The experts can give you a plethora of scientific information on volcanoes, and all of it is fascinating. For the layman, however, volcanoes remain wonderful natural phenomena, whether to gaze at or to visit. It’s worth remembering that, during our childhood, volcanoes appeal to our imagination, perhaps similar to the way in which we discover dinosaurs. Unfortunately, dinosaurs can’t be experienced in reality, but volcanoes…..
Here is a top ten list of the most famous volcanoes around the world.
Mount Vesuvius, Italy
Classically historical, with nearby Pompeii, if you are interested in volcanoes and visiting them, it’s impossible to ignore Vesuvius. But Vesuvius is not all about history: Volcanologists state that Vesuvius is the most unpredictable volcano out there. The last time it erupted was in 1944. But who knows when it will strike again?
Mount St. Helens, United States
Famous for it gigantic eruption in 1980 when one part of its structure ‘slid away’, Mount St. Helens remains an active volcano; its last eruption occurring in 2008. The volcano is of great interest due to the amount of research and technology that has been used to understand it. For example, scientists, geologists, and geophysicists have built a 3-D structure of the volcano, with the aim of predicting any future eruptions.
Krakatoa is another iconic volcano, situated on an island in the Sundara Strait. The volcano is famous for the 1883 eruption which is still seen as being one of the most catastrophic explosions in the world. (Equally famous is the tsunami that swelled out following the eruption) It is situated on the Indian-Australian and Eurasian tectonic plates, famous for its volcanic and seismic activity. Krakatoa is also well-known for some rather interesting sunsets: in 1883, the dust from Krakatoa entered the earth’s atmosphere creating wonderful orange and red sunsets for an entire 12 months.
Mount Etna, Italy
An active volcano that is literally ‘on the move’. Etna gets its name from the Greek word “Aitne” which means “I burn”. Geologists believe that it has been active for around 2.6 million years, but even more surprising, that it has been moving for millions of years too. According to data, it appears to be creeping ever closer to the Mediterranean Sea.
MAUNA LOA, Hawaii
The world’s biggest volcano in terms of volume, and one of the most dangerous, Mount Loa is one of five volcanoes that make up the Island of Hawaii. Historically recorded as having erupted on many occasions, the volcanic activity in Mount Loa has even caused earthquakes.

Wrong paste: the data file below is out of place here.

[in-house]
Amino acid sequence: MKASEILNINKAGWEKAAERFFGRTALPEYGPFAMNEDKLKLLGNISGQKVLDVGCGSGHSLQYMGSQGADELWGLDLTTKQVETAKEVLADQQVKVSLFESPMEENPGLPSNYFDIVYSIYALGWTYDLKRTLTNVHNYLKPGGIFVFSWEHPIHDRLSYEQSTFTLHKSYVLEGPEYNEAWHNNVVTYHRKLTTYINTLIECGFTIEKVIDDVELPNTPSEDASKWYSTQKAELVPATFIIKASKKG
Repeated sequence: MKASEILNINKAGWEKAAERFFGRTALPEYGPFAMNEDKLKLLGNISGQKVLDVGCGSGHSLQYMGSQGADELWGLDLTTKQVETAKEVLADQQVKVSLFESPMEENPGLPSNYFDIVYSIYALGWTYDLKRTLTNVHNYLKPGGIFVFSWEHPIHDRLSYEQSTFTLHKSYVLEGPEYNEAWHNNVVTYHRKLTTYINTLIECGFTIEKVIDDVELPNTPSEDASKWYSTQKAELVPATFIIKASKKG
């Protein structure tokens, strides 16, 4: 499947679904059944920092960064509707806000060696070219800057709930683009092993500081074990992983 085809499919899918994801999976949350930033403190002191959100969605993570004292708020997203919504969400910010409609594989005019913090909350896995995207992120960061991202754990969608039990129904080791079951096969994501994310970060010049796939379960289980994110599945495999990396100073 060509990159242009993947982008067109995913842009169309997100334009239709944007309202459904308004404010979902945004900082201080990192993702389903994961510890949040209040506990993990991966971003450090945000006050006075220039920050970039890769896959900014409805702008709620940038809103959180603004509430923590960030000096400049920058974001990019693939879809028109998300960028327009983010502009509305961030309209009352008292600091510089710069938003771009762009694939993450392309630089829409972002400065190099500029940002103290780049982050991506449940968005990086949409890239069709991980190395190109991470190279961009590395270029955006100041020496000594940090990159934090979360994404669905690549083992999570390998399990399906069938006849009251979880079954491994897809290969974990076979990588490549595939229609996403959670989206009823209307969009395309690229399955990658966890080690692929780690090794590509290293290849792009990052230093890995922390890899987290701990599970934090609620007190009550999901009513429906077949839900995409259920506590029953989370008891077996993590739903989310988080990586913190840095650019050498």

Mount Fuji, Tokyo
Sacred, beautiful and clouded in mystery, Mount Fuji matches Vesuvius in its iconic status. Famous for its almost perfect conic shape, Mount Fuji is the highest mountain in Japan. It is worshiped as a sacred mountain and is very popular with tourists. Adding to its sense of mystique, the atmosphere around Mount Fuji is often cloudy, with a little fog. If you genuinely want to ‘see’ the volcano in all its splendour, it is advised to visit in colder times of the year, and to avoid travelling in summer.
Mount Pinatubo, Philippines
Mount Pinatubo holds the record for having delivered the greatest volcanic eruption of the last 100 years. (June 15th, 1991) During that eruption, more than a million tons of carbon dioxide was thrust into the atmosphere, seriously impacting on the earth’s ozone layer. Not surprisingly, it is still considered an active volcano today, although Geologists hope to predict its future activity with the assistance of new technology.
Mt. Pelee, Martinique
Famous for its devastating eruption in 1902, in which 30,000 people died, Mount Pelee remains one of the most famous volcanoes in the world. Situated on the Caribbean island of Martinique, its activity is constantly being measured.
Mount Tambora, Indonesia
Responsible for the largest volcanic eruption ever recorded, (1815), Mount Tambora and its eruption was even able to block out the sun. Approximately 10,000 were killed by its lava flow and poisonous gas clouds. It remains active to date.
Mount Cotopaxi, South America
Still active, Mount Cotopaxi is one of the world’s highest Volcanoes, rising to 5897 metres. Situated on the famous ‘Rim of Fire’, it has for centuries been revered and is still believed to be a holy mountain by locals.